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The thing that classist dog owners seem to forget is why they like dogs in the first place. My dog’s name is Pilot and he is very simple. On good days, he gets to play ball. On bad days, he doesn’t get to play ball. Sometimes we go for a walk and that is fun. He doesn’t want to come in when it’s below freezing because somebody might be playing ball without him. He definitely doesn’t want to come in when the air is so humid you could swim through it. He just wants to be next to me, regardless of how uncomfortable it makes him. While we spend hours in front of a computer criticizing others for how they treat their animals, we are ignoring the most important thing about being a dog owner: dogs adore us, regardless of what we can afford.

That third world dog in the makeshift kennel doesn’t care that his owner is poor. I promise you that he isn’t thinking about it. We tend to anthropomorphize our animals to the extent that we start to believe they want to live in luxury. My dog would just as soon sleep in mud as he would on a bed.

I’m not telling you to reduce the standards you have for your own dogs, because those standards are probably wonderful and make you feel like a very good owner. But please stop assuming that nobody else is worthy of companionship because they don’t have the things that you do. If a dog is adored by his family but gets fed Beneful, is that really the worst thing that could happen to him?

Classism, unfortunately, does not stop at damaging dog owners. It also threatens dog breeders. Aspiring breeders who can’t afford the competitions or have no interest in competing with their stock should not be discouraged from breeding. 83 million dogs in the United States- for the sake of supplying the demand and genetic diversity, we need those pet breeders. After all, most of our dogs are pets and only pets. While I personally find great value in the working dogs I see today, I don’t have any problem with somebody who strives to produce more of what there is a demand for. People go to breeders because they want puppies and they go to rescues because they want to help. It should always be up to the owner to make that decision about what works for their family.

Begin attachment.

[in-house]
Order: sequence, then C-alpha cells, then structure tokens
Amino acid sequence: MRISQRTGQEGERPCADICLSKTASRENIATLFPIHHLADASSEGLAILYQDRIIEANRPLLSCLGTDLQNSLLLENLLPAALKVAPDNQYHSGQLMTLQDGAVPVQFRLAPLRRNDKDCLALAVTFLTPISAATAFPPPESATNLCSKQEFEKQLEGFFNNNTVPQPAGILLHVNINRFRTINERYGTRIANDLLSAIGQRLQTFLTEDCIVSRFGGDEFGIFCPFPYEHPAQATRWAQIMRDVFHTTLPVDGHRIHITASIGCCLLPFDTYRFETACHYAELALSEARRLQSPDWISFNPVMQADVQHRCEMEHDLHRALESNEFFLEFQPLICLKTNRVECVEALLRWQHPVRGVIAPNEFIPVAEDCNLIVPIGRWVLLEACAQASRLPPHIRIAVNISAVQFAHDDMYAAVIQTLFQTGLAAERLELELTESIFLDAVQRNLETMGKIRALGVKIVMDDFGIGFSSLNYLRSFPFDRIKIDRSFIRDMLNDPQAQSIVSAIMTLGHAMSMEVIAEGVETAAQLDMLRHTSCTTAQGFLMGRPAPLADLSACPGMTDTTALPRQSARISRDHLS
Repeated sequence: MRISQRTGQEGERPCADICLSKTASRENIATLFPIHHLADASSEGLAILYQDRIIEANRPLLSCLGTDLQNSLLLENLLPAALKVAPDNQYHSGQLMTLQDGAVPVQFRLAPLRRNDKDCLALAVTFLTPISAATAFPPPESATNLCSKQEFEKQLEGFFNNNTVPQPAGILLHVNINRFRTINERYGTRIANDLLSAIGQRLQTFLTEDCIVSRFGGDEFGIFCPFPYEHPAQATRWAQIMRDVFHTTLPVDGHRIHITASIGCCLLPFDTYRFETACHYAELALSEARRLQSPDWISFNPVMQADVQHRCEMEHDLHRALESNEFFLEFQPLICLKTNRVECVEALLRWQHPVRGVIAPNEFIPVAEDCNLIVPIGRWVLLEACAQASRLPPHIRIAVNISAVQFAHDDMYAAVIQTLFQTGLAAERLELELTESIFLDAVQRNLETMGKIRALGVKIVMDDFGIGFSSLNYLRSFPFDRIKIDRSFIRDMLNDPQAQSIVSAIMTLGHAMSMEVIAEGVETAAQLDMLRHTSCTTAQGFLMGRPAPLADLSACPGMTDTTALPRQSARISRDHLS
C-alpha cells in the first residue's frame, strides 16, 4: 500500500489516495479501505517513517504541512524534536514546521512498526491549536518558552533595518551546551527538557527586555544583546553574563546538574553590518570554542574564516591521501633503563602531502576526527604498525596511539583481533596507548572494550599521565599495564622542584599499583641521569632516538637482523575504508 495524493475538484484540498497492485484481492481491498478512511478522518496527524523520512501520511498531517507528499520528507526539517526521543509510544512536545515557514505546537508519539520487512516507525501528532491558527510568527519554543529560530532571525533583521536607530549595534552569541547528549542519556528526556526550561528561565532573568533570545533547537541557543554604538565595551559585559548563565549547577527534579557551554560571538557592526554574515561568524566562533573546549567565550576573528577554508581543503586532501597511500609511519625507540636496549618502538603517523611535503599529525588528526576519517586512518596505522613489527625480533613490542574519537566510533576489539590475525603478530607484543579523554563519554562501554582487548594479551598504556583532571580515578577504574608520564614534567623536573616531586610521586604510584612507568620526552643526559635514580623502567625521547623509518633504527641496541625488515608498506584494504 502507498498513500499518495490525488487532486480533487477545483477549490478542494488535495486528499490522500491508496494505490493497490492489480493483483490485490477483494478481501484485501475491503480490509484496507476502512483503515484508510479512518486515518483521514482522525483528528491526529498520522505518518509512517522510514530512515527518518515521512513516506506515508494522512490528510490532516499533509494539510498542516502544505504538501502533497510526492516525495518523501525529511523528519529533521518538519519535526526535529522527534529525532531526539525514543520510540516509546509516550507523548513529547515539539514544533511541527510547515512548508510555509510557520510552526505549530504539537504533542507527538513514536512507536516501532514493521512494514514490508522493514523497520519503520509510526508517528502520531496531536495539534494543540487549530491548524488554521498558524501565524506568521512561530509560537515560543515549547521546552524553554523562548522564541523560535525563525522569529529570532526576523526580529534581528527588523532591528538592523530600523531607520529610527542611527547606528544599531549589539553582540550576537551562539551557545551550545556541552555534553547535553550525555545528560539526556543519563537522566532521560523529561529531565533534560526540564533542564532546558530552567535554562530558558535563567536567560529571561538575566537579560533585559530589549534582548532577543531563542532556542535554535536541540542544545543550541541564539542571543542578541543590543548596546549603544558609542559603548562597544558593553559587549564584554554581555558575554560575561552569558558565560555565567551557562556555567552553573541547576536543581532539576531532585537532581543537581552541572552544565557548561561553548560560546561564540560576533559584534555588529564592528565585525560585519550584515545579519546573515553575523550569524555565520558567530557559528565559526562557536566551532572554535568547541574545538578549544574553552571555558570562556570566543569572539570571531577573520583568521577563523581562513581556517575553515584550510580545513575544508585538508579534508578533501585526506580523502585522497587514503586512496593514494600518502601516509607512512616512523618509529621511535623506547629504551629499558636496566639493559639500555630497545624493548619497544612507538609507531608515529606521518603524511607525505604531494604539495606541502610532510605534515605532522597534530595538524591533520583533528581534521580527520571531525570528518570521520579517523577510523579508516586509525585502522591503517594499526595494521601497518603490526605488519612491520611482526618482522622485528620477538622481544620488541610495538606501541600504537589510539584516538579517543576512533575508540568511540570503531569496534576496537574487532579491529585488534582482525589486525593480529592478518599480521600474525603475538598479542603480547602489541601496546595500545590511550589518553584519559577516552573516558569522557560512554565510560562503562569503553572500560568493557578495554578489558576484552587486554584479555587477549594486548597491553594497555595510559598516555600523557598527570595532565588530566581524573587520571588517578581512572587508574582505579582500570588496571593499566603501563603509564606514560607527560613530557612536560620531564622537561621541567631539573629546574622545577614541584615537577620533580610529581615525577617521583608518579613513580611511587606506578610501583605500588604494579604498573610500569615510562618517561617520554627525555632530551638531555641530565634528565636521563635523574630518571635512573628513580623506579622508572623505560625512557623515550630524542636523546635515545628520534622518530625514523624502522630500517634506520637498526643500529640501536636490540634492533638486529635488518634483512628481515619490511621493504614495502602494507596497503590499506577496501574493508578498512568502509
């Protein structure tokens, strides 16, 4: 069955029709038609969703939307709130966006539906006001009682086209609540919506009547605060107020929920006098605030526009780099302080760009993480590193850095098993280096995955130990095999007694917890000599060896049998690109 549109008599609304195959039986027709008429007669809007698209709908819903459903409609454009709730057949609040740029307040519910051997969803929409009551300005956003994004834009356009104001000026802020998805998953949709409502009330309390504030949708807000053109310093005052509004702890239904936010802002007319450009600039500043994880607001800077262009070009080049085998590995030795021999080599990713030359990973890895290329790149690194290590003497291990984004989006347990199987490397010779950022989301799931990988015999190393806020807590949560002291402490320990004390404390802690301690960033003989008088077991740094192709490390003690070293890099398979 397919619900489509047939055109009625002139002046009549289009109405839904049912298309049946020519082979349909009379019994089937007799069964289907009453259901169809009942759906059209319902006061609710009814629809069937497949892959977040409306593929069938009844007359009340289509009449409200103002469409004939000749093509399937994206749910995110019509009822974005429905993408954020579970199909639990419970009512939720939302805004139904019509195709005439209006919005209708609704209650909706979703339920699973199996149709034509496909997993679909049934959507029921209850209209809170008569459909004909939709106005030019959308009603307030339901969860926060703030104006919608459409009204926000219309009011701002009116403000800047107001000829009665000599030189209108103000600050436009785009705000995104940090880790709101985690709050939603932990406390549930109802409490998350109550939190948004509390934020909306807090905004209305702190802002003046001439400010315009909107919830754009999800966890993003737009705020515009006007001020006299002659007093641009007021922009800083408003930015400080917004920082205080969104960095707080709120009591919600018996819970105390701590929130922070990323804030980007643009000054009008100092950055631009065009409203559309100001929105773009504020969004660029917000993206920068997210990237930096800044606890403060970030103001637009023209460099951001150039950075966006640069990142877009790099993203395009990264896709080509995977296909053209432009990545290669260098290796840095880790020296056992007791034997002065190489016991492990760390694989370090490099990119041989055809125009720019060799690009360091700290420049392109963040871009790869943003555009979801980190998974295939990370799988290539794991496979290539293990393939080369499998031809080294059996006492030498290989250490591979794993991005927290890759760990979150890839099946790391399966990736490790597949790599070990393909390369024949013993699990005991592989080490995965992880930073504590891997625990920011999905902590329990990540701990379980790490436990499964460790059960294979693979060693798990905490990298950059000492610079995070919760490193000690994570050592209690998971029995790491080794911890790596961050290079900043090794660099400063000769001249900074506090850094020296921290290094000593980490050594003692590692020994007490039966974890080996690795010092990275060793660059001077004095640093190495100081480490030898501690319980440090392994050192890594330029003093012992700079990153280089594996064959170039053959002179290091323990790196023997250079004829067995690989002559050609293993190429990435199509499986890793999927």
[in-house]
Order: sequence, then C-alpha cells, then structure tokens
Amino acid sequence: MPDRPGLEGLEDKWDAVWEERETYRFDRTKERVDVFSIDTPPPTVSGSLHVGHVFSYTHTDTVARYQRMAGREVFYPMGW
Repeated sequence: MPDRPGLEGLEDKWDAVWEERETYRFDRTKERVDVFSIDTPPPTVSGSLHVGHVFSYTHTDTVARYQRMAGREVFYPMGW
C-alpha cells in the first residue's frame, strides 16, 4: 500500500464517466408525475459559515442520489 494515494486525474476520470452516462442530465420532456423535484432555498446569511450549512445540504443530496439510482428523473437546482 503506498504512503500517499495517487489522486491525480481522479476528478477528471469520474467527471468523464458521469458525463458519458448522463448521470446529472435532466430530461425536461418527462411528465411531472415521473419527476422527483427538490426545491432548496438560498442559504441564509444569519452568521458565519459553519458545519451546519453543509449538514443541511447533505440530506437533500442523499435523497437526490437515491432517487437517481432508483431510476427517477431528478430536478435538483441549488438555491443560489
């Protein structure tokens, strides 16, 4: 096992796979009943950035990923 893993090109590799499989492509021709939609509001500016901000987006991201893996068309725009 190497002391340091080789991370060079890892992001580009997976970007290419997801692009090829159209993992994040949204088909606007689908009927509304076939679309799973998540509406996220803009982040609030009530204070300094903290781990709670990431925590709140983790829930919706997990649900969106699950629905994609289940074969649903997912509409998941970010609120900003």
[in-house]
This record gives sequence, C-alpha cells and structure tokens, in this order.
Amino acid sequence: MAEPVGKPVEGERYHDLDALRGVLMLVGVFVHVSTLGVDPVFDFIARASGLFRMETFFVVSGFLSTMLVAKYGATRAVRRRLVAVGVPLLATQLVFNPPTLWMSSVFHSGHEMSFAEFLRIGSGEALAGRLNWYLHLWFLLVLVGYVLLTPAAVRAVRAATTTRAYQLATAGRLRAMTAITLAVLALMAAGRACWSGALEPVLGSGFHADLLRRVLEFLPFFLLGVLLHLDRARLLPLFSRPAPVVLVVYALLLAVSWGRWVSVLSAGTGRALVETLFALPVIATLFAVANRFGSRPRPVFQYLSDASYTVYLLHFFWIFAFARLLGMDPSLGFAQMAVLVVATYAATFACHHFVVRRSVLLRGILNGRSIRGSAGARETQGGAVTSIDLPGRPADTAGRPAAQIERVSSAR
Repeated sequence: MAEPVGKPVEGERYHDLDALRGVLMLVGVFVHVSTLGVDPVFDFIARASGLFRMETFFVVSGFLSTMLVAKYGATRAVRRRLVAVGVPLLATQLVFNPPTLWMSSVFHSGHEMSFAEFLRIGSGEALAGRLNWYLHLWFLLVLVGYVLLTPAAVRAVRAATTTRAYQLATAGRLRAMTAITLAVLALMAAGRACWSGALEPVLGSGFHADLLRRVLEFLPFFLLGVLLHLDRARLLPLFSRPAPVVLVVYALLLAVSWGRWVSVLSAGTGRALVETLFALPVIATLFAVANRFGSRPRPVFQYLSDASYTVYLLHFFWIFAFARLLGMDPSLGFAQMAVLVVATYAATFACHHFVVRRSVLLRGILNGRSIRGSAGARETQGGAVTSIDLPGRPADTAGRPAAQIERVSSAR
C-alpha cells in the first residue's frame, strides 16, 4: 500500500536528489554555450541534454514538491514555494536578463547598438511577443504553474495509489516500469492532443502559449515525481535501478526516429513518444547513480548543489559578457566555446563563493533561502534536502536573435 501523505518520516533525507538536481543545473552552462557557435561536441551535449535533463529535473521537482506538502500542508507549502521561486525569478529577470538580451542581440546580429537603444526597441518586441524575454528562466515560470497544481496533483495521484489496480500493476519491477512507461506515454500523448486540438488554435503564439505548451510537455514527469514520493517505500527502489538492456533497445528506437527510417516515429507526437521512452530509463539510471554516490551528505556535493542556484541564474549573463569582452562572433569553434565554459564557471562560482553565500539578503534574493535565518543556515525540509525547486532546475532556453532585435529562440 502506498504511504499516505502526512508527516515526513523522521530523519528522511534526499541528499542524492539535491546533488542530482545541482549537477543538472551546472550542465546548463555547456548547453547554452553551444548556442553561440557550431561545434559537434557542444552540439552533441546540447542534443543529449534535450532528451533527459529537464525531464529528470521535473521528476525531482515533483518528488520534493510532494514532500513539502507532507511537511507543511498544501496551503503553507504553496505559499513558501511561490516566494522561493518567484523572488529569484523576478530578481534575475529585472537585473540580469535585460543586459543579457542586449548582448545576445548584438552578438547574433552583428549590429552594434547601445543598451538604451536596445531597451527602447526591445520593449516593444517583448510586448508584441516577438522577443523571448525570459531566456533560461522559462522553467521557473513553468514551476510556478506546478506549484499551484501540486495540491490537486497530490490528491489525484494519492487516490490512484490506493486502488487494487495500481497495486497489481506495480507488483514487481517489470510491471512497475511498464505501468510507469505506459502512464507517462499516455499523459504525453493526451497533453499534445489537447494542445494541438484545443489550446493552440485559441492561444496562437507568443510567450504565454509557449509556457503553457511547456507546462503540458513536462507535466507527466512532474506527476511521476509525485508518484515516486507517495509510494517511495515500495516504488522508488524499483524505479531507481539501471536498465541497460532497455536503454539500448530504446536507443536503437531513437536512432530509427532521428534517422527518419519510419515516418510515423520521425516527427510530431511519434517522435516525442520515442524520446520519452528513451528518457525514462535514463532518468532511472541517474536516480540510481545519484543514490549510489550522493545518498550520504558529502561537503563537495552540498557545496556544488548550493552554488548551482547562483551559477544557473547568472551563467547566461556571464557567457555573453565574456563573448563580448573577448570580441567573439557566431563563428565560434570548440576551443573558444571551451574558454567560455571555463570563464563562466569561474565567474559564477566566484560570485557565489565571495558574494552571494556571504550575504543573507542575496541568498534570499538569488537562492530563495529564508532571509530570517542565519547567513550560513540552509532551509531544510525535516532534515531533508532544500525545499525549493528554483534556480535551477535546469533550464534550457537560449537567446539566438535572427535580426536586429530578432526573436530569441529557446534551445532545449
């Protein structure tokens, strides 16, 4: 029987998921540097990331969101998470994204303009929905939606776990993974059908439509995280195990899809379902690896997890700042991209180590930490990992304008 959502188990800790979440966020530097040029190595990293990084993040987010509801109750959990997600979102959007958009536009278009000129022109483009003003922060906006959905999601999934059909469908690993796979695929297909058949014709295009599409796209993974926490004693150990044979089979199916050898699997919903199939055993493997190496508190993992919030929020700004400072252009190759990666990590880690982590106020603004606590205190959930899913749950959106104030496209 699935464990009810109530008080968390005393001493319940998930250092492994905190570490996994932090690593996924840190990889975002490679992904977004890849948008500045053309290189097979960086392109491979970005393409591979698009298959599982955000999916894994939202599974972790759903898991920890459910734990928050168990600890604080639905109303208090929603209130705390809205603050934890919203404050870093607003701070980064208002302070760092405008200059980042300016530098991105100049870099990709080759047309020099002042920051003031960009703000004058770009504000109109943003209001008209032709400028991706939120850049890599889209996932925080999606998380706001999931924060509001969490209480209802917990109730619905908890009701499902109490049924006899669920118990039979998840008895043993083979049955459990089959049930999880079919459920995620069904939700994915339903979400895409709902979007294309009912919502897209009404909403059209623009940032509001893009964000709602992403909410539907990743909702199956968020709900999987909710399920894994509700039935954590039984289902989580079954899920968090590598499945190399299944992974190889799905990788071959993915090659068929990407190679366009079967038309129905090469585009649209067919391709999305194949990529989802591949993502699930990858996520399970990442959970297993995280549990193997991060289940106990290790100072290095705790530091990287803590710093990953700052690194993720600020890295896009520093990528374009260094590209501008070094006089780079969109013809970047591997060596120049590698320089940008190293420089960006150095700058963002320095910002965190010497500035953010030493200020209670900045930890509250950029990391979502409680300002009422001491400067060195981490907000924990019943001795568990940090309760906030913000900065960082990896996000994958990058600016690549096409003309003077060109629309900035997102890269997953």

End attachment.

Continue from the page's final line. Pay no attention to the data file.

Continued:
This is not a black and white issue and I absolutely implore you to try seeing the dog community from a different perspective. With mandatory spay and neuter laws cropping up all over, placing restrictions on what dogs can and should be bred, we are all becoming an endangered species.

I used to believe that good breeders fit into a very narrow view and the rest were irresponsible. Now, as I begin the search for a puppy that is still a few years off, I am looking in places I never thought I would. I appreciate breeders with no contracts because I want to have control over my dog’s reproductive organs. I understand why some working breeders have decided to not perform certain health tests- whether because research has proven those tests to be ineffective, or the breeder can clear the future generations by parentage. I am eternally grateful to the people who make my search easy and list their puppies on websites like Puppyfind. I don’t like the direction in which conformation is pushing my breed so I choose to look for working dogs instead. And I would never discredit a breeder simply because one or two of their puppies were born with a genetic defect. When you are breeding within a closed population, mutations are going to happen far more often than they would without that restriction. In other words, yes, purebreds are going to have more mutations at birth. Recessive genes will always appear more often in a smaller gene pool. And, perhaps most controversially, I hope the breeder I choose is being paid well for their hard work.

Jx Kollhoff

Photo Credit: JX Kollhoff

The important point here is to stop worrying about what other people are doing. The Animal Rights agenda is committed to stopping breeders altogether through legislation because they believe that breeding animals are being exploited for personal gain. They don’t care what you produce: you are in the same bed as Joe MakeABuck who sells puppies in front of Wal-Mart. Siding with the activists by justifying your actions is not going to save you in the end. In order to protect your rights, you need to also protect the rights of others. Obviously nobody condones neglect or abuse, but true cases of either are rare. Like plane crashes, you are much more likely to hear about the horrifying things that happen than you are about the good.

I support dog breeders. Period. I don’t modify that statement anymore because I don’t need to. I have close friends in the commercial breeding industry and the show dog world. The only thing we need to have in common is a love for our animals. Isn’t that enough?